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Some basics for fall redfishing

August 21, 2010

Last week I wrote about the upcoming fall redfish bonanza where redfish form large schools and patrol the flats. Now that the tarpon season is winding down, but certainly not over, fall redfishing is on the minds of many inshore anglers.

For those that don't enjoy the work and mess of cast nets and live bait, but love fooling fish with lures and flies, fall redfishing is made to order.

Let's look at some basic tackle selections. Pick your rod and spool it with your favorite line. I fish 20-pound braid lines with a 30-inch fluorocarbon leader. Many new redfish anglers show up with huge snaps, giant swivels, clips, and other unnecessary hardware that is usually big enough for shark fishing and either falls apart or scares the fish.

Article Photos

Capt. George Tunison

Tie your leader to the main line with the back-to-back uni-knot. Tie your leader to the lure with one of many loop knots for max lure action. For fly rods, pick a 7-9 weight rod depending on your level of experience and wind conditions.

A huge fly selection is not needed when the reds are on the flats or in shallow grass. A great choice is a bendback fly that rides hook up, poppers, weedless crab and gold spoon flies will get the job done in shallow water.

Lure fans are blessed with tons of choices. Spinnerbaits, top waters, spoons, soft plastics, practically any lure in your arsenal will do the trick when reds are schooled and hungry.

My top choices for pre-dawn reds are floating Mirr-0-lures or large slowly retrieved top waters, such as a three-hook Zara Spook or Skitter Walk. Black is my go-to choice before the sun comes up, then switch to gold colors as the sun begins to show. After sunrise switch to a gold spoon. The spoon is a great lure as it can be cast very long distances, can be retrieved rather quickly, can be fished shallow or mid depth, and it flat out catches reds.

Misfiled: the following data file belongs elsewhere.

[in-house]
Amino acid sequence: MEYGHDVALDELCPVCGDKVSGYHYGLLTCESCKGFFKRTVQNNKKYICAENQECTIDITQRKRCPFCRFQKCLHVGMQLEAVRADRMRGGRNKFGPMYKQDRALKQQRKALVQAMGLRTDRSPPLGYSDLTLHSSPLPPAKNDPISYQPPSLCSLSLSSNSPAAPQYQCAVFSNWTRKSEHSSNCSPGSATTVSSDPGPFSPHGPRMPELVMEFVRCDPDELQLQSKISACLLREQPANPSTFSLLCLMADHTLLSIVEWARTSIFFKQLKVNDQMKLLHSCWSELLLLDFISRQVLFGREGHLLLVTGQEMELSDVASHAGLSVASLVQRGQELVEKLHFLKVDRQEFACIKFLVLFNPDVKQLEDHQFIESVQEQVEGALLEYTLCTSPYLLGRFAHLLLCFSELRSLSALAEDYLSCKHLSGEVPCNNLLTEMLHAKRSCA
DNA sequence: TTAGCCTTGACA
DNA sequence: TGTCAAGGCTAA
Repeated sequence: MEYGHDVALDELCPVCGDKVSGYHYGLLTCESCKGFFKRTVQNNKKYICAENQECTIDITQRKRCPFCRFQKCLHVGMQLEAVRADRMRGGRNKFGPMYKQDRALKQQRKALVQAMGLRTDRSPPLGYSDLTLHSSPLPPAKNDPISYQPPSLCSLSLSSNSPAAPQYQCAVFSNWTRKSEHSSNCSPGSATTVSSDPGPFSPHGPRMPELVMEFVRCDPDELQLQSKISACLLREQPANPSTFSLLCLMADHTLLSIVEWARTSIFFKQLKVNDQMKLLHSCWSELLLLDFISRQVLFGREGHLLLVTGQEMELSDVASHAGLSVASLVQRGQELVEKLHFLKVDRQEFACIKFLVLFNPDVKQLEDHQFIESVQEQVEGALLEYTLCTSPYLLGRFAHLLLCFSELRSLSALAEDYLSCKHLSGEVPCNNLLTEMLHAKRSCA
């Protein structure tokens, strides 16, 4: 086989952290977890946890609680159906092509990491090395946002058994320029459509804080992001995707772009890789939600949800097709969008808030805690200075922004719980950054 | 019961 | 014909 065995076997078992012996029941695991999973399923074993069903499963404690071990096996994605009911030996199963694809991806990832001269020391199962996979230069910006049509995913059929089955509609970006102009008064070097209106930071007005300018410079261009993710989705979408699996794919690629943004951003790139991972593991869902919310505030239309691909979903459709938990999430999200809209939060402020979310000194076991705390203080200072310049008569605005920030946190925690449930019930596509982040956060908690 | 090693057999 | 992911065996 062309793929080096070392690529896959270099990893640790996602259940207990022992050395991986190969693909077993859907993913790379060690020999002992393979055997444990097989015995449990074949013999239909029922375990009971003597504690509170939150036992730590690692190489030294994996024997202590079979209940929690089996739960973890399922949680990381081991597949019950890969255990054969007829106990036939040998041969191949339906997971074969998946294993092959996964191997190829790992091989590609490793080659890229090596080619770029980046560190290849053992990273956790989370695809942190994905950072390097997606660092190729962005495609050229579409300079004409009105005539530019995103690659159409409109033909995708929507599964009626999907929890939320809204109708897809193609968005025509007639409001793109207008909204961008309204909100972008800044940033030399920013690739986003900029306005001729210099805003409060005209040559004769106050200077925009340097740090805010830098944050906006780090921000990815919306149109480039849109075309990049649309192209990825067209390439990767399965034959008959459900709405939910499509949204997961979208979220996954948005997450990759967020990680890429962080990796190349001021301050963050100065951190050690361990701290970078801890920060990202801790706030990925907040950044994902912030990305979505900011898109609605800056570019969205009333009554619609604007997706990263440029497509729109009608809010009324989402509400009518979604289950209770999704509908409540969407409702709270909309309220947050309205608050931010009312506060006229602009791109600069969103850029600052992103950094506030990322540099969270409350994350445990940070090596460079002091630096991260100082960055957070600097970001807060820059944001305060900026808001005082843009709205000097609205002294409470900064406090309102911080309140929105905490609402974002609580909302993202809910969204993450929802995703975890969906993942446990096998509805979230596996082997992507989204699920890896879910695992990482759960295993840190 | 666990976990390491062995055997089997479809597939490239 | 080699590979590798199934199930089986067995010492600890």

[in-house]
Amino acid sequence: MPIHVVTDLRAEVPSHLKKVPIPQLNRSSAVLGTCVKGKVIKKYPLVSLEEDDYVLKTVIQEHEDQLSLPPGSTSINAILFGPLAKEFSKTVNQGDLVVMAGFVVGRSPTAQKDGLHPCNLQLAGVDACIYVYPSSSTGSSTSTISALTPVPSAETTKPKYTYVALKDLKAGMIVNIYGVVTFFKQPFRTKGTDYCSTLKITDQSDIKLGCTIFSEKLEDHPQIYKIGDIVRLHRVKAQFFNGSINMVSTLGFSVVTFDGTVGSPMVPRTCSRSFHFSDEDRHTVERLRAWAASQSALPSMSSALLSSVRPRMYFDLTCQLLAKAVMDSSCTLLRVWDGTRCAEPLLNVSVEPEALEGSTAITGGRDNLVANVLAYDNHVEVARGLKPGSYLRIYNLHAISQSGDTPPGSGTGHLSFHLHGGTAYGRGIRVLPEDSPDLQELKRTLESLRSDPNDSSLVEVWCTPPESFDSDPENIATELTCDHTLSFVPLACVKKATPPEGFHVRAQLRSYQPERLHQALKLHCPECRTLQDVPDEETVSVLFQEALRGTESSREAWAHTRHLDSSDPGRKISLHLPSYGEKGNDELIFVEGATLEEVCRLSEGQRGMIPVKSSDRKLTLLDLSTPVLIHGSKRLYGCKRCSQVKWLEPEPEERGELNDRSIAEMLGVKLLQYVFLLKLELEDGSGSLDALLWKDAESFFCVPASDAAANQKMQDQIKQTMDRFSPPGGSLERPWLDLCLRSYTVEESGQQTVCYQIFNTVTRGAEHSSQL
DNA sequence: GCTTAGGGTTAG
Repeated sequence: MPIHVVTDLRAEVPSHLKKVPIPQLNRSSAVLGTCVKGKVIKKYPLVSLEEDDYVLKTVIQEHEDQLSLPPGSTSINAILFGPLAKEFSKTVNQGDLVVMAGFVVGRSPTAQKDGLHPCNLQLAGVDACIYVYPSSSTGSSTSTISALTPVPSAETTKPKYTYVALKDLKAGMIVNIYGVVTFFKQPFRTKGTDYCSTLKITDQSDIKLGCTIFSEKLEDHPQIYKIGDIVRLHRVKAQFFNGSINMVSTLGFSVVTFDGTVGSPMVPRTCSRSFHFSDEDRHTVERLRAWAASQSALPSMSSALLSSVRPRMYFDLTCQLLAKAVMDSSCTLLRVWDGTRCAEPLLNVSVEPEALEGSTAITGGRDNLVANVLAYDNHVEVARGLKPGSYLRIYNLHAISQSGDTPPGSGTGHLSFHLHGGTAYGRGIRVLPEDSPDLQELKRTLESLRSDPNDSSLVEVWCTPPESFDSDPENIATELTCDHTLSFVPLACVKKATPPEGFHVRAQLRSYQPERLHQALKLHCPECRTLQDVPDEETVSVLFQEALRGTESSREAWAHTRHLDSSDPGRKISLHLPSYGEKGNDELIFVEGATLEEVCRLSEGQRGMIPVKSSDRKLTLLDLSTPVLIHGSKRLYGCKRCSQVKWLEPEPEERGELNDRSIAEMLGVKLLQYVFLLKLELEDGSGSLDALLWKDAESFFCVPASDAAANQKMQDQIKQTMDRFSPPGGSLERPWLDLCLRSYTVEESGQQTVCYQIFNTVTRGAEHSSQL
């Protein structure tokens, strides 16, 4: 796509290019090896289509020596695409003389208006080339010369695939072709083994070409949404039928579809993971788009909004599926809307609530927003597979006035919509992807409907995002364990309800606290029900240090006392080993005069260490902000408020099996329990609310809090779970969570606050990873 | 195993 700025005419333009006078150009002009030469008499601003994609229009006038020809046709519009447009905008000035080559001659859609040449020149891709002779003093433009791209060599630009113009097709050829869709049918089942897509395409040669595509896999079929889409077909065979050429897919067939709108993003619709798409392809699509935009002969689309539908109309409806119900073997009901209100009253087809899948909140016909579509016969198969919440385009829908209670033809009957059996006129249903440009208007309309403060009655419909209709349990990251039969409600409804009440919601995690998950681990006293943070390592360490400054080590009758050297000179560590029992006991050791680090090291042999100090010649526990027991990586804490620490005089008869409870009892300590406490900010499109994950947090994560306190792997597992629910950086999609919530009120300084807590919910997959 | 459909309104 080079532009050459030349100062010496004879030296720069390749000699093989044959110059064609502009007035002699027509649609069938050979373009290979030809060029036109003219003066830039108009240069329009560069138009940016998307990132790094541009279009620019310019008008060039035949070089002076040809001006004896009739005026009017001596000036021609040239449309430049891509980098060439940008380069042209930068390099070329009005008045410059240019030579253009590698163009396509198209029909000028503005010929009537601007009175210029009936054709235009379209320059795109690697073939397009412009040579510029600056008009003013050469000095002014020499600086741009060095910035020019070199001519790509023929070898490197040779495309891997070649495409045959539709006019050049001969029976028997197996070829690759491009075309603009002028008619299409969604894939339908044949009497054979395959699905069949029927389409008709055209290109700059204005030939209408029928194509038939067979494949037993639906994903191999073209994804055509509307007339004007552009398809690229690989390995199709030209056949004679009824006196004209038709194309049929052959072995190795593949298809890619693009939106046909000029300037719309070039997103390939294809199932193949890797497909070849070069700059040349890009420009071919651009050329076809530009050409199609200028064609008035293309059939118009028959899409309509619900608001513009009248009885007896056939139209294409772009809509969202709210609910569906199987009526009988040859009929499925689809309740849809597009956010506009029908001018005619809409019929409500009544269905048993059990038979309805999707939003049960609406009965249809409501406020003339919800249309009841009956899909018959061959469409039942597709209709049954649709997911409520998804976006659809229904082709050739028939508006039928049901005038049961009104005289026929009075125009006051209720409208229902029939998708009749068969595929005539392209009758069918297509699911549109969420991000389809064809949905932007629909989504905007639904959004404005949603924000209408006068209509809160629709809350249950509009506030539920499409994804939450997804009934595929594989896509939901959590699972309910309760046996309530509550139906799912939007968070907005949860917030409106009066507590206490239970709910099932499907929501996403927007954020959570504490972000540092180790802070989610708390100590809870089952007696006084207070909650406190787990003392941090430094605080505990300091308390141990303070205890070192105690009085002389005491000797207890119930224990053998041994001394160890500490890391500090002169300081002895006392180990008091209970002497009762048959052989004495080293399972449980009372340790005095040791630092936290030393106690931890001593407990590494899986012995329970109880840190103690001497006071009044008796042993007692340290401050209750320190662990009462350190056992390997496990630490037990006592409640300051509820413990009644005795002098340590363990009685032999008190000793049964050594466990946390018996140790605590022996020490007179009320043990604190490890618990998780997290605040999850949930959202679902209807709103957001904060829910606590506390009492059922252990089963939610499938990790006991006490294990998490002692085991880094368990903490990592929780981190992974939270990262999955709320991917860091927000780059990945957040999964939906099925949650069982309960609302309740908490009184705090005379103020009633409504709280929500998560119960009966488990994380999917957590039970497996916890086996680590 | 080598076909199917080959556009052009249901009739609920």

If I was allowed just one lure, it would be a 1/4 oz. gold spoon. In clear water I opt for silver.

When casting spoons learn to "snub" the line just before it touches down which quiets the entry of the lure. Simply track the lure and just before it hits the surface place a finger on the spool to stop the line from paying out. This is a good trick to learn when casting any type of lure.

Another common mistake is to retrieve too fast, causing the spoon to spin. Retrieve just fast enough to cause the spoon to wobble and flash, but never fast enough to cause it to spin.

My spoon rod uses a tiny SPRO 35-pound test swivel to minimize line twist. SPRO swivels are tiny, strong, and reliable. Tie the main line to the swivel and then tie the leader to the other end.

Capt. Dick May of Easy Rider Charters reports that although water temperatures in Pine Island Sound and Charlotte Harbor are at a seasonal high, the redfishing continues to be very strong.

Fish are mostly in the slot from 22 to 25 inches with some bruisers over 30. White bait is plentiful on the grass flats, but I have had my most success with large frozen, head on, shrimp and cut ladyfish steaks.

On low tide, fish the potholes off the bushes, but when the tide starts rising, go to the shade under the bushes.

Mangrove snapper fishing is starting to improve every day. For the larger snapper, fish the passes. On a slack or slow tide, use small dollar-size pinfish drifted on the bottom. While in the passes look for diving birds and you will find Spanish mackerel and bluefish. This should get better as water begins to cool this fall.

The key is to get out early.

Capt. George Tunison is a Cape Coral resident fishing guide. Contact him at, or Flying Fins Sportfishing.



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